Yasmin Thayná: 'I Always Wanted To Make Literature With My Hair' | WAMU 88.5 - American University Radio
Filed Under:

Yasmin Thayná: 'I Always Wanted To Make Literature With My Hair'

Play associated audio

While NPR's Melissa Block is in Brazil, we'll be showcasing the work of several Brazilian writers. On Tuesday we heard Tatiana Salem Levy's love letter to Rio. Now we turn to 20-year-old Yasmin Thayná, who discovered her love for writing as a teenager when she participated in a local program aimed at cultivating artistic talent in low-income communities.

Her story, "Mc K-Bela," was published in the Brazilian literary magazine Flupp Pensa — which features the work of writers from favelas and what Thayná calls "the people's neighborhoods." In the story, Thayná, who is black, writes about her decision to cut off her chemically straightened hair and let it go natural.

Strong pleas echoed over in Africa, sending me, with the generosity of affirmation and self-esteem, two beautiful figures who fortified my weak strands, hidden in despair: Carla Cris Campos, who put her light hands on my head, and Bruno F. Duarte, who made me look in the mirror with confidence. Bruno made me realize that hair is the mark that registers our encounters with the world and with life.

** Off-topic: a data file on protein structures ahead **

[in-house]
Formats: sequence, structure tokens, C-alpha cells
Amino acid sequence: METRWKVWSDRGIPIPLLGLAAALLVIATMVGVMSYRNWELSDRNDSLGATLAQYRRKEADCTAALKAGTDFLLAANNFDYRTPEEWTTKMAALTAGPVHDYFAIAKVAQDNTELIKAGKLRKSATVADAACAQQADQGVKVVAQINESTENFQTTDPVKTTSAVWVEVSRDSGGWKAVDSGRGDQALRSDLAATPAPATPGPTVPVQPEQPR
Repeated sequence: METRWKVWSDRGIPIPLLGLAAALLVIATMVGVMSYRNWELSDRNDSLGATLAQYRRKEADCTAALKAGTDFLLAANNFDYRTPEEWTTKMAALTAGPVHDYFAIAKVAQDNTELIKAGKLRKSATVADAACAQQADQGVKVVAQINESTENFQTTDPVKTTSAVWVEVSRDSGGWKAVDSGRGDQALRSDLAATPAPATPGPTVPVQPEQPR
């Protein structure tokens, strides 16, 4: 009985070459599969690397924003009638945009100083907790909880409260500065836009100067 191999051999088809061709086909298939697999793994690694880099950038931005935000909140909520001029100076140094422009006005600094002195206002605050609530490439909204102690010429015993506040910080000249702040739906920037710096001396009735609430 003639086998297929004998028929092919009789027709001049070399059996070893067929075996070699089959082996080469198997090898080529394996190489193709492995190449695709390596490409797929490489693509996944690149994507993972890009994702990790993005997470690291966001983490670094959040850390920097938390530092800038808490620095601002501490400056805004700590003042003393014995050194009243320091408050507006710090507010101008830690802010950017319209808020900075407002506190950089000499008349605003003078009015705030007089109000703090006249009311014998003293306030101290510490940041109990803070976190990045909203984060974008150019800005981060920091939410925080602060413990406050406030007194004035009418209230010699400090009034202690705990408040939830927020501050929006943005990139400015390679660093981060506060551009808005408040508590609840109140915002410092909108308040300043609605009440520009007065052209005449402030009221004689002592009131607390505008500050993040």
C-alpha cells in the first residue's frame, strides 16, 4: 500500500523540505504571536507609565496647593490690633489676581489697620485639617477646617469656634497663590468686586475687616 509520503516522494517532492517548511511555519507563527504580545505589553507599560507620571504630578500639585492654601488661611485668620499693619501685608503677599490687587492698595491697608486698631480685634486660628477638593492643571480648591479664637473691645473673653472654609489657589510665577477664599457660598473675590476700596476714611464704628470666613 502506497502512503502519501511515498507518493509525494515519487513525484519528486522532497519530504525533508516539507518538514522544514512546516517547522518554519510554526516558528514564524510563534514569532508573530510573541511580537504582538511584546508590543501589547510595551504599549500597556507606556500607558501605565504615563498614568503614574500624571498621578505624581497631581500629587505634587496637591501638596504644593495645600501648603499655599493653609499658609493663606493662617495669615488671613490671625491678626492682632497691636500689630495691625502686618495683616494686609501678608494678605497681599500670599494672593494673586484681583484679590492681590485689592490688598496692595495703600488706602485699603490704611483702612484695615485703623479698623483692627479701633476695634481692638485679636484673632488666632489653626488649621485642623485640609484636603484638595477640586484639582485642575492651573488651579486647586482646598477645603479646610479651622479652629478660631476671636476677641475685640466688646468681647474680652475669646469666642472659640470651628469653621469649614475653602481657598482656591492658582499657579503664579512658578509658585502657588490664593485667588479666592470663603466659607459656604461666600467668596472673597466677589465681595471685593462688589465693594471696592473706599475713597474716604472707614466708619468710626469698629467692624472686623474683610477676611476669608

I always wanted to make literature with my hair ... hair that spreads outward like an octopus, expanding from encounters in remote regions of Rio de Janeiro, and from experiences with my family. Carla cleaned a part of my head that for eighteen years had allowed seemingly endless resentment to lodge in it.

Carla is daring. Months after the seeping wounds that the chemical horror sessions left in my scalp, she took her green blunted school scissors, sat me in the wooden chair at her dinner table, and gave me a mirror to hold.

Putting her hands in a strand linked directly to my chest, she felt the bitterness and said: "you'll be beautiful because the most important part of being beautiful is feeling beautiful."

There, I knew myself at last. It was an afternoon of growing up and acceptance. I could see, that afternoon, that the map of Africa is similar to the map of Brazil, this country where I was born, a fatherland, making a connection in its territorial design just as it does through customs and in its ethnic beauty.

I was never so beautiful ...

Click here to see the full, untranslated text of Thayná's story.

Copyright 2013 NPR. To see more, visit http://www.npr.org/.


Handmade Signs From Homeless People Lead To Art, Understanding

Artist Willie Baronet is on a 24-city, 31-day trek across the country this month, buying handmade signs from homeless people. He says the project has changed the way he views homelessness.

You'll Be Maaaaaaaad About Goat If You Follow This Chef's Recipe

Goat — it's the other red meat! And it's easy to mess up. Kenyan-born Kevin Onyona reveals the secrets to a tender yet hearty stew: You've got to break down that meat, and you've got to give it love.
WAMU 88.5

McDonnell Corruption Trial Begins Monday

It's a first for the Commonwealth of Virginia on Monday, as Bob McDonnell becomes the first governor of Old Dominion to face potential jail time.


What It's Like To Own Your Very Own Harrier Jump Jet

The Harrier Jump Jet is known for vertical take-offs and landings. It also has an accident-prone track record, but that didn't dissuade one pilot from buying his dream plane.

Leave a Comment

Help keep the conversation civil. Please refer to our Terms of Use and Code of Conduct before posting your comments.